Stars: ** out of 4
Summary: Good visuals and characters, but lacking in true weirdness, wonder, and suspense.
Review: Tim Burton’s just about perfect for this kind of material. I’ve come to appreciate his aesthetic. Why then, is ‘Alice’ not that great? It’s not that bad either, it’s just lacking a certain… something. I don’t think this has to do with a lack of loyalty to the source material. Granted, I’m not familiar with the inner workings of Lewis Carrol’s psychedelic children’s fantasies, so I can’t tell you if it is a solid adaptation or not. The problem with ‘Alice’, I would guess, is that Linda Woolverton’s script seems more like a good second draft than a finished story. I wonder if it was rushed.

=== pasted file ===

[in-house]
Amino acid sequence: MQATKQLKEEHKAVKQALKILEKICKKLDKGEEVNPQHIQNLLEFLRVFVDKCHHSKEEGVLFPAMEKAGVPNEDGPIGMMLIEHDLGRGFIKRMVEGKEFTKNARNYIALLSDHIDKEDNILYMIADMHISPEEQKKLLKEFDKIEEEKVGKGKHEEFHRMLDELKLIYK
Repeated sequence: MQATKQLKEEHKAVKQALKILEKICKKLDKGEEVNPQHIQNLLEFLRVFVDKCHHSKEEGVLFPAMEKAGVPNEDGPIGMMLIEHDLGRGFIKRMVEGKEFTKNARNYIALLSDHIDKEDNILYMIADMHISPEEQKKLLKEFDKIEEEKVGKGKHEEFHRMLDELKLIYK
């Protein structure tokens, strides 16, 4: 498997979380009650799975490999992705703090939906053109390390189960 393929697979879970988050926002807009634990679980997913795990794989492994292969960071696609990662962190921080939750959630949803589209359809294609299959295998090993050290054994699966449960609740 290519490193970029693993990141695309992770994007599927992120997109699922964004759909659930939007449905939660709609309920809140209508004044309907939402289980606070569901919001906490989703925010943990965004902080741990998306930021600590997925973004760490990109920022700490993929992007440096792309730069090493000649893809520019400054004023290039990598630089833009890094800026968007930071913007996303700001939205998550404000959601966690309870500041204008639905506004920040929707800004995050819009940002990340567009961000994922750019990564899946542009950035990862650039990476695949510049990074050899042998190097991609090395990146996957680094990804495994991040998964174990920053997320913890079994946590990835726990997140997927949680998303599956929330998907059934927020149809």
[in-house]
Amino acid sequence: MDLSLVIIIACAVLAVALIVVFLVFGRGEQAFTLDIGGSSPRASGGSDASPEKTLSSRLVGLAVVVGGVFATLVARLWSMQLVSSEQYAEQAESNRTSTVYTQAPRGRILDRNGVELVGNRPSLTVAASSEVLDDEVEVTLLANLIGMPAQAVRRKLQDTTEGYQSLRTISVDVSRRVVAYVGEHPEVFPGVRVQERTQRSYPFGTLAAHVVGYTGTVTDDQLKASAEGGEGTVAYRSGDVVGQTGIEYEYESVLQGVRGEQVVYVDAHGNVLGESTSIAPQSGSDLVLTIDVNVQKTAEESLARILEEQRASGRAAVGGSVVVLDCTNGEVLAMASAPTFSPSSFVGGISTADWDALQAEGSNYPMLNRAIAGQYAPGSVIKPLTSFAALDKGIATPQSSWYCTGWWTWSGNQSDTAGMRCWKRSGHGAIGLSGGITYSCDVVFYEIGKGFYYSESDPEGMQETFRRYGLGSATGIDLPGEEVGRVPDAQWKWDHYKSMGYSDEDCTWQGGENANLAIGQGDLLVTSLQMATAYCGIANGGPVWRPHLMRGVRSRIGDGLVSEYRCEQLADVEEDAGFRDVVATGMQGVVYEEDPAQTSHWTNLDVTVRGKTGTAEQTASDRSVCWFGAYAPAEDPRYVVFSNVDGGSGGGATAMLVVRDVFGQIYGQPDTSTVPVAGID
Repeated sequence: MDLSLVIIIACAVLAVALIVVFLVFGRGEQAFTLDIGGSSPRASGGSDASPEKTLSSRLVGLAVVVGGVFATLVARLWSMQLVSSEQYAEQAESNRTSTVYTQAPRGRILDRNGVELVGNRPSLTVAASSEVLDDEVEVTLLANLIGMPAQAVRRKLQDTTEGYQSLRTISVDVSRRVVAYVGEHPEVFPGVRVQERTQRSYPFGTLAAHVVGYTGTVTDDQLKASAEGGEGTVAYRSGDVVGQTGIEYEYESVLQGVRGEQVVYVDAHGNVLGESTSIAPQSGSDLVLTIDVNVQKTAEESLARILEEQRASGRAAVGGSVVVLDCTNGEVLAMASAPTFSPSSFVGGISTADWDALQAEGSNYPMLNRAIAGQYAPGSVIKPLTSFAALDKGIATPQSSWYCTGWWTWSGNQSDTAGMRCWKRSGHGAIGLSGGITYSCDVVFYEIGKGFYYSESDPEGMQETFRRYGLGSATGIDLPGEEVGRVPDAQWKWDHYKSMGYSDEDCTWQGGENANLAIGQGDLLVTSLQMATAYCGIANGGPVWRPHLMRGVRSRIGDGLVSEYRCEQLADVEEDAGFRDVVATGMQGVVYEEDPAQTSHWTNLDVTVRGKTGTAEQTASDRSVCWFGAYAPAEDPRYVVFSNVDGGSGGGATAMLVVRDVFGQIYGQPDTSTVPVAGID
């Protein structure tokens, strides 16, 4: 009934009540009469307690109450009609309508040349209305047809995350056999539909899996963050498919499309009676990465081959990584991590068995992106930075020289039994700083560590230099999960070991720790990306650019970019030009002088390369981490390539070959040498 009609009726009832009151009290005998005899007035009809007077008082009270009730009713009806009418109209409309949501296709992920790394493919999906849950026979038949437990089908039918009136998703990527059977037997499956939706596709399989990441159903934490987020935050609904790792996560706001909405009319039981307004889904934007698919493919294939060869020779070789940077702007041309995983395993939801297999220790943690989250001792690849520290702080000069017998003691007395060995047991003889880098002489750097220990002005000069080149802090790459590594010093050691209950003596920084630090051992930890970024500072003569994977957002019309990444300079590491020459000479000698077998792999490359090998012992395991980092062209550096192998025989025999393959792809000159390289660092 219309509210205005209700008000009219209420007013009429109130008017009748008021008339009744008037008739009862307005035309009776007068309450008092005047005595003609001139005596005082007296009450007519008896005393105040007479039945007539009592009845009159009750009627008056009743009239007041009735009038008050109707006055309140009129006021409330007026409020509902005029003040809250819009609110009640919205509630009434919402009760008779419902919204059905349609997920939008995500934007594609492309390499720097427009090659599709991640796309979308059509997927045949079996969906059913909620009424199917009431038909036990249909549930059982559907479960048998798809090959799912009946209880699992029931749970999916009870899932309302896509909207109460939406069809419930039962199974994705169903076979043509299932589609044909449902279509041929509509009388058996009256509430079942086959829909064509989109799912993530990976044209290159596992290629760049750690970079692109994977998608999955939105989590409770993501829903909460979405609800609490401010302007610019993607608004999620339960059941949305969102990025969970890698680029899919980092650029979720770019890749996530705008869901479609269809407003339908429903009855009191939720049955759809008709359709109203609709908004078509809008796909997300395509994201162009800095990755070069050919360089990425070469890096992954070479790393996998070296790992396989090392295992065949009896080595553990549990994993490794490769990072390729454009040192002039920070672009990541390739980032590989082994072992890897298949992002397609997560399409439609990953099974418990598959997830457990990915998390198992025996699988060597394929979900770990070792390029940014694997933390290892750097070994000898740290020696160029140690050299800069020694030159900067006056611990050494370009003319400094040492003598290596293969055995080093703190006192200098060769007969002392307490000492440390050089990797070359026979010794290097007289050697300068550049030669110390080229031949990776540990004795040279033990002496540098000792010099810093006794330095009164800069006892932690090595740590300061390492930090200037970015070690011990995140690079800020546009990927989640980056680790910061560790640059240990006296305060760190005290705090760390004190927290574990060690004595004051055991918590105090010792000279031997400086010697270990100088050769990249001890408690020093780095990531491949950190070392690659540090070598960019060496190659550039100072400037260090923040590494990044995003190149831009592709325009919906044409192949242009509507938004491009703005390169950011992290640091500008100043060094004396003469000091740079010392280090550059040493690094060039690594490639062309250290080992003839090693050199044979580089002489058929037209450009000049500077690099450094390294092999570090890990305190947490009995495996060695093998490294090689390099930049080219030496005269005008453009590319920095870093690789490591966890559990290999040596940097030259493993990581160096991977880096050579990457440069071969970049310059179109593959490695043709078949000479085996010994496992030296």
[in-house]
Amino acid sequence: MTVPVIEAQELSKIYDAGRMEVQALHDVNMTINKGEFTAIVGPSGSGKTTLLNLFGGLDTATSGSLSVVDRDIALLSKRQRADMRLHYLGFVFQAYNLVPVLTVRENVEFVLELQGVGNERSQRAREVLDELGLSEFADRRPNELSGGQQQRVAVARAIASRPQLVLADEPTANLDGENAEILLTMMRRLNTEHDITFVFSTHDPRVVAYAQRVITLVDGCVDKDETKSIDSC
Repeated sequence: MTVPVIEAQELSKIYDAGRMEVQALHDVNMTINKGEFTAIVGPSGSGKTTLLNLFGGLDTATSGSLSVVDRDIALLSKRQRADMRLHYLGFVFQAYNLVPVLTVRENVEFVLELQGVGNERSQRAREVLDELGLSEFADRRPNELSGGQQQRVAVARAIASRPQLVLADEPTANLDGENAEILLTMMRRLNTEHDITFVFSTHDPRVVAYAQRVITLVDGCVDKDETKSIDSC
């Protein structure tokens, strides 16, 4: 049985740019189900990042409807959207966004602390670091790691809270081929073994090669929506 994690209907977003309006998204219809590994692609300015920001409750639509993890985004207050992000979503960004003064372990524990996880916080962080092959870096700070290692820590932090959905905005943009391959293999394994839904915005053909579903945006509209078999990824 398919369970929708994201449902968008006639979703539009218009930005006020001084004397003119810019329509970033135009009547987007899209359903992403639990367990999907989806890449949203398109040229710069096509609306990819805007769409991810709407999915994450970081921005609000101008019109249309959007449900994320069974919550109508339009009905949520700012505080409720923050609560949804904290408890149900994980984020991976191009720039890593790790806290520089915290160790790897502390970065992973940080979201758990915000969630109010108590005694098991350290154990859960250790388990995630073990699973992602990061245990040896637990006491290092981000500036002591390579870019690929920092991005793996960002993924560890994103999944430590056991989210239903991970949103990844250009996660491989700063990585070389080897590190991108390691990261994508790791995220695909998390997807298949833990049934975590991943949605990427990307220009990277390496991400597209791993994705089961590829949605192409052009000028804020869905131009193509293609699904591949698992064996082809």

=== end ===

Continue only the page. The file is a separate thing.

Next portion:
At least it’s eye-and-ear candy. It looks slick and very storybookish. Burton veteran Danny Elfman gives another good score, but it does lack the memorability of, say, his work in the ‘Batman’ movies. Alice’s theme is by far the best piece, and the only immediately recognizable leitmotif, but I’d probably have to see it again to say. Segueing to characters while still addressing eye candy, Mia Wasikowska is adorable as the 19-year-old version of Alice. I hope to see her in more stuff, provided she retains an innocence and moral strength. Or she could be a smashing villain, time will have to tell. Providing wackiness but not quite enough strangeness is Johnny Depp as the Mad Hatter, Alan Rickman as the hookah smoking caterpillar, Absolem (the best character in the film), Stephen Fry as the cool Cheshire Cat, and Helena Bonham Carter as the Red Queen.
Not bad. It’s not necessary to see this in 3-D; it’s probably better without it.